By the time I had turned 16, however, the website had transformed. I received my first bit of “anon hate” as Tumblr changed from a land of hilarity to a website filled with hate messages and the romanticisation of mental illness. I did not like this version of the website. Honestly, the anonymous hate messages were the least of my worries of that time – it was the idea of this “beautifully broken” characteristic that made me sick to my stomach, the “thinspo” blogs, the rise of the self-diagnosis. The movement served to make issues such as anxiety, depression and eating disorders both a “big deal” and “no big deal” simultaneously, ultimately making it even more difficult to deal with these problems because there was pressure on you to feel the exact same all the time, to write heartfelt posts about how everything affected you, how everything was awful, how Tumblr is the only place you feel safe, etc etc etc. I was not willing to blog or reblog any of this nonsense. I did not, and still do not, want to be considered “beautifully broken”. Just let me slam on a “damaged goods” label and get on with my own life as I please.

I left Tumblr because I was sick of being told that I had to be sick to be interesting, but that I had to be completely normal to be allowed to have opinions on anything else. And the thing about me is that I am one hell of a lot more interested in Doctor Who and music and cartoons and comics than I am in any of that stuff.

But anyway.

I just recently returned to Tumblr (hey, I need something to mess about on while all my flatmates are out having social lives!) to find it majestically transformed yet again, this time for the better. Not only am I constantly stumbling on posts clearly left over from the end of the Great Mental Illness Fad saying things like this:


But it would also appear to have been taken over by LGBT+ people, straight allies and social justice bloggers (or social media activists).

While SMAs get a lot of criticism for being oversensitive on some matters (tw: mild negativity) without actually /doing/ anything (tw: reality), I think that, overall, they are a good thing. The SMAs of Tumblr preach acceptance and equality for all sexualities, all genders, all races, etc. While their views and statements can seem a little extreme at times and give cis-white-males no other option but to “check their privilige”, it is an extremeness that will no longer be required if/when society eventually reaches full equality.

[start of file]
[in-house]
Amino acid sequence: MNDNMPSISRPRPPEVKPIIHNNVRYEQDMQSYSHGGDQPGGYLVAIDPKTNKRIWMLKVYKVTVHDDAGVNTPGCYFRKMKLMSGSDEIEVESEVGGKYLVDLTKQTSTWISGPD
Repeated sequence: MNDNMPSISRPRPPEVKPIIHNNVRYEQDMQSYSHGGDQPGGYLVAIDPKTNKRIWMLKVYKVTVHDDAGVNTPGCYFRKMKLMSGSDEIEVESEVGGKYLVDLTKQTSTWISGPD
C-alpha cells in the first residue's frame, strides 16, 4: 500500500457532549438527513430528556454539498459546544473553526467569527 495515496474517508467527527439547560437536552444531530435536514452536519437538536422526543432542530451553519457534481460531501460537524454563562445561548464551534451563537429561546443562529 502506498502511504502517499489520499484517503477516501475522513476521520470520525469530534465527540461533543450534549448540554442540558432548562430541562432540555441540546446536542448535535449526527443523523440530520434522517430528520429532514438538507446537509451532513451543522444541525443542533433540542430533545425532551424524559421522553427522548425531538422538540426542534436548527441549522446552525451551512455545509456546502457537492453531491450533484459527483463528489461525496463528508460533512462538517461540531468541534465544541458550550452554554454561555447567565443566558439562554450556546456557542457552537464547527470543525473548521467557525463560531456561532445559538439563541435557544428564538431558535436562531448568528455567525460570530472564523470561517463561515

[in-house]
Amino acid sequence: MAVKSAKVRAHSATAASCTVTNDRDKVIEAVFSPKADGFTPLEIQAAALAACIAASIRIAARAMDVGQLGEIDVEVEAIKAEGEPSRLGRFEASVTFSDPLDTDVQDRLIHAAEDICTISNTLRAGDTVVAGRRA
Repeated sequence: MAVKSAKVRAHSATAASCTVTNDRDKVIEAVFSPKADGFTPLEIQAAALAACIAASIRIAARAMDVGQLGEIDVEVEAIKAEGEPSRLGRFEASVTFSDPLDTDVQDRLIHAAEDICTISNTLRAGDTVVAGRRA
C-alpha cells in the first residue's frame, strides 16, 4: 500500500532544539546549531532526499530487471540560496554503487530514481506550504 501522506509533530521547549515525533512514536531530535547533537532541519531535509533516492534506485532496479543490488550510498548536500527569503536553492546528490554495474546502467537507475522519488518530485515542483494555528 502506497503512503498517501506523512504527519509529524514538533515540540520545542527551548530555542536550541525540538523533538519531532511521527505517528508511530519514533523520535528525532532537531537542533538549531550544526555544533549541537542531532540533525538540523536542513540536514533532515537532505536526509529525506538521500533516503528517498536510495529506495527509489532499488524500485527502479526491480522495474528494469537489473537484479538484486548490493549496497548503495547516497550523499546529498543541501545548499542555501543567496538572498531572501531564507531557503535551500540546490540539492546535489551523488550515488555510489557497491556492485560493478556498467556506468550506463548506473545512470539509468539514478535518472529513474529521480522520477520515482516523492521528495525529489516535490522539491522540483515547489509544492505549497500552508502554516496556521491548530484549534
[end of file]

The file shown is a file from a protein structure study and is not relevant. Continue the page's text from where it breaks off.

So well done to the people of Tumblr for turning from a community of depression-glorifying health-shaming teens to one of (slightly extreme) social activism. And well done for keeping up your tradition of cat GIFs. I’m excited to see where our online adventure will take us in the future.

Stuff I’d recommend checking out:

Hope you all had/have a great day, wherever you are!



Tiny update

Progress has been made.

Today, I sat in front of four people and tried my best to explain why I should be chosen for an internship with the Belfast Telegraph. And I didn’t die.

The thing about interviews is that they do not display to potential employers whether or not you would be suitable for a job. They show potential employers whether or not you do well while sitting in a room full of people whose sole purpose at that moment in time is to analyse and judge you. They show potential employers whether or not you are any good at trying to convince people that you are better than other people. They don’t show employers how good you are – they show them how good you think you are.

If interviews are anything to go by, nervous people are no good at any jobs. Modest people are useless people. Introverts are vastly inferior to extroverts. None of these things are true.

But another thing about interviews is that although a bad interview can destroy your confidence for anything between 5 minutes and 5 days, it can also teach you and help you to improve in the long run. The very first interview I ever did, which was about 2 years ago now, I got so worked up that I had to leave about half-way through the interview. Needless to say, the interview was not successful.

So whether or not I get this internship (and I really hope I do), the very fact that I stayed until the end of this interview is an achievement. It feels like a small victory over my own ridiculous self.

I’ve made this tiny little post because I feel bad for neglecting this blog over exam time. Hopefully, posting will go back to normal after Saturday!


Lean, Mean, Alcohol-Induced Anxiety Machine